I don’t really get the Bucs firing Lovie, either, although at least it was an internal promotion so they may know something.

      • CrunchyFrog

        The firing of Lovie took me by surprise as well. When he was hired there was talk by Tampa management of the great reunion in Tampa Bay of many of the people who built the team that eventually won the Super Bowl – Smith had been LB coach there for 5 years before getting promoted to DC in St Louis.

        We do know from his time in Chicago that he had no clue how to coach offense, and this may have become obvious to the Tampa GM. There are a lot of HCs who were DCs who have this problem – I call it HCDC syndrome. Often they cling to dreams of ground and pound and few turnovers, which as DC is what they’d prefer their offense do as it uses up clock, rarely leaves them with short fields to defend, and thus makes the DC’s job easier. After that fails they’ll start trying different experiments to get the offense going, but with at best mixed results. Maybe they adopt the run-and-shoot (Fontes, Pardee), or flit from one scheme to the next (Glanville, early Cowher – anyone remember “Slash”?). In Lovie’s case he generally delegated, but to the wrong people – Turner’s less talented brother for years, then in desperation Martz and, as a last gasp, OL coach Tice who despite a gig as HC had never been an OC.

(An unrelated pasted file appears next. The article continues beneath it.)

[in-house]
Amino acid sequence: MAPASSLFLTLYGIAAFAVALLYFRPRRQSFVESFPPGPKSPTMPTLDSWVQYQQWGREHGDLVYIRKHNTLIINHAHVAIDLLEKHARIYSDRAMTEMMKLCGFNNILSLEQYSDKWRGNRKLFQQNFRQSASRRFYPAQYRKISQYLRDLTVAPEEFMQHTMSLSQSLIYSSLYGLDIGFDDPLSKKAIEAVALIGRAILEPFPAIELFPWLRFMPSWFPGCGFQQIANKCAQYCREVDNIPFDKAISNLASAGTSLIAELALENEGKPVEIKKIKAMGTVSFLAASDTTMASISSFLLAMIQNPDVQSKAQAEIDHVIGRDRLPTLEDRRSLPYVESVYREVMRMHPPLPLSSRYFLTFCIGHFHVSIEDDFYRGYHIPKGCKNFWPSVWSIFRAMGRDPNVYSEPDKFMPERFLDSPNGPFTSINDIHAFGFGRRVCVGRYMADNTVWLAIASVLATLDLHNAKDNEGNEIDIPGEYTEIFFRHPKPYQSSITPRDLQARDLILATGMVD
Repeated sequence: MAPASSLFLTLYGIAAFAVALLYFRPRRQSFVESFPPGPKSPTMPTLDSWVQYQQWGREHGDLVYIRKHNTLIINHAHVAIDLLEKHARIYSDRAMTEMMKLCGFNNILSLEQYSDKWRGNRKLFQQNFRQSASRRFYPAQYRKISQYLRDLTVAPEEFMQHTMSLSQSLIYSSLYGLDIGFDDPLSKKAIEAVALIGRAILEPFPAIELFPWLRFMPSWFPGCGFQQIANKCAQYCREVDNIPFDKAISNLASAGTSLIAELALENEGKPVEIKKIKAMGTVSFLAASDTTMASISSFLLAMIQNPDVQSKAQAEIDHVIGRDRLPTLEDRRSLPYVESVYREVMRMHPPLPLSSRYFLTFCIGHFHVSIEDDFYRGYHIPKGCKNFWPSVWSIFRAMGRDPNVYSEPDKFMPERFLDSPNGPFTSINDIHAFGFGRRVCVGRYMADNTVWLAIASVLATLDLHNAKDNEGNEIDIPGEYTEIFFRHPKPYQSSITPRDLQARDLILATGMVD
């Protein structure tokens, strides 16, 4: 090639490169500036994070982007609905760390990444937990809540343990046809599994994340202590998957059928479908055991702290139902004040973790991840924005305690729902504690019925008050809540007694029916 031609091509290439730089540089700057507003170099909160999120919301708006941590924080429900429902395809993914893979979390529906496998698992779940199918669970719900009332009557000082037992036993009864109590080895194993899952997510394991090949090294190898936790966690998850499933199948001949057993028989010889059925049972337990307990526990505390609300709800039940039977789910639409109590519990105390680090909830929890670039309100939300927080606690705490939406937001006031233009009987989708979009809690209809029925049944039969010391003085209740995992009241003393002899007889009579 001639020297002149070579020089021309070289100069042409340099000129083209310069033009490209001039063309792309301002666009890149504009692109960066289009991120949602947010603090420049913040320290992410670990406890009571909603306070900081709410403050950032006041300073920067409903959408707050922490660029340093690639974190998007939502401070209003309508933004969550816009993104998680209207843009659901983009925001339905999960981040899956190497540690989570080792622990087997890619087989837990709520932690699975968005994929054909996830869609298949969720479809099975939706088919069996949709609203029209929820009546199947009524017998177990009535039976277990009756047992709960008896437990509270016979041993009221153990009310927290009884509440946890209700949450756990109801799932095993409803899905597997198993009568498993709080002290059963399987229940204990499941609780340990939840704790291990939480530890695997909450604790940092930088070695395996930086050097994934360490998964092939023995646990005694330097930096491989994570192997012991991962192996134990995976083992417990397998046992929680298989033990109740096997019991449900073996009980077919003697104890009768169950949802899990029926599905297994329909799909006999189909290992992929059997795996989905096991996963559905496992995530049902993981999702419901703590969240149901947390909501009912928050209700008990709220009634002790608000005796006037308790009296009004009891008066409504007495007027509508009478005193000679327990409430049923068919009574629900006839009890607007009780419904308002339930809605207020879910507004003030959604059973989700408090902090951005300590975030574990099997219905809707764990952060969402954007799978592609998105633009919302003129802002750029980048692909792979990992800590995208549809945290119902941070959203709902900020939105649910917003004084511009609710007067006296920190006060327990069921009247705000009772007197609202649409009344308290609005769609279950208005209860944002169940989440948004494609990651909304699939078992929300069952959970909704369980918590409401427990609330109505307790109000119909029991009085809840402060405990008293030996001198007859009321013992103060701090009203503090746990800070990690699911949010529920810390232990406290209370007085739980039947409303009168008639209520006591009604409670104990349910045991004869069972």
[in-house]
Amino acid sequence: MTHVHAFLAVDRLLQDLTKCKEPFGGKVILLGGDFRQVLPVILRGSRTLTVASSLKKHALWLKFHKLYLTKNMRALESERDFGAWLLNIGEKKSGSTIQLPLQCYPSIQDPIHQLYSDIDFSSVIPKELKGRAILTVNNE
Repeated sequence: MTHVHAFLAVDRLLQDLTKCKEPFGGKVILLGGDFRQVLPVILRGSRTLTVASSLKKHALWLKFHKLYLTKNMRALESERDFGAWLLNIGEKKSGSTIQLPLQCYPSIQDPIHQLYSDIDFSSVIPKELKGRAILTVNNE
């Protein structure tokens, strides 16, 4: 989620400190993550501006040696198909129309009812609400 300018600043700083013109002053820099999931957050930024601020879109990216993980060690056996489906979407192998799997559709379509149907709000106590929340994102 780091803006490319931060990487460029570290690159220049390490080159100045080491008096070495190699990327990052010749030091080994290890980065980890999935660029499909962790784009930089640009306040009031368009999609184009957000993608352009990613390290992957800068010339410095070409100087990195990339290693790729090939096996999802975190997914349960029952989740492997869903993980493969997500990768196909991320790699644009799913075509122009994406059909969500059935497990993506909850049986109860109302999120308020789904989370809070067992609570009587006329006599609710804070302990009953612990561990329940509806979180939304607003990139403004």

But one thing Lovie was known for was not fiddling with the offense too much. Which is why it surprised me that Tampa dumped him and promoted the OC. Maybe they found other problems with Lovie. We do know that he and his DC Rivera clashed in Chicago, and he dumped Rivera after their lone Super Bowl year only to have his defense play much worse the next several years. Maybe he had control issues on that side of the ball. There is also evidence that he clung to his defensive schemes long after they had transitioned from innovative to hopelessly obsolete.

      • kped

        I wonder if that’s a “owner became great friends with coordinator, then worried that his new buddy would get hired elsewhere” move. Koetter isn’t exaclty a young guy either, 56 to Lovie’s 57.

        • Scott Lemieux

          Yeah, my guess is that the owner was OK with Lovie and Koetter, but thought the latter could get hired (not implausible, given the underpowering credentials of some of the people who did get jobs), and if forced to choose he went with the OC. If he worked well with Winston, I guess it’s not unreasonable.

  • SamInMpls

    Norv Turner is a real good offensive coordinator too; that doesn’t mean you want him as your head coach. And McDaniels’s record as a head coach makes Norv look like Tom Landry.


    The problem with Norv as an offensive coordinator isn’t with his play design or even with his play calling. He’s clearly excellent at both. Norv is used to teaching guys his system and making small adjustments to hide their strengths. Teddy just isn’t one of those guys with every club in his bag and Norv has done an admirable job of adapting his system to deal with Bridgewater’s limitations.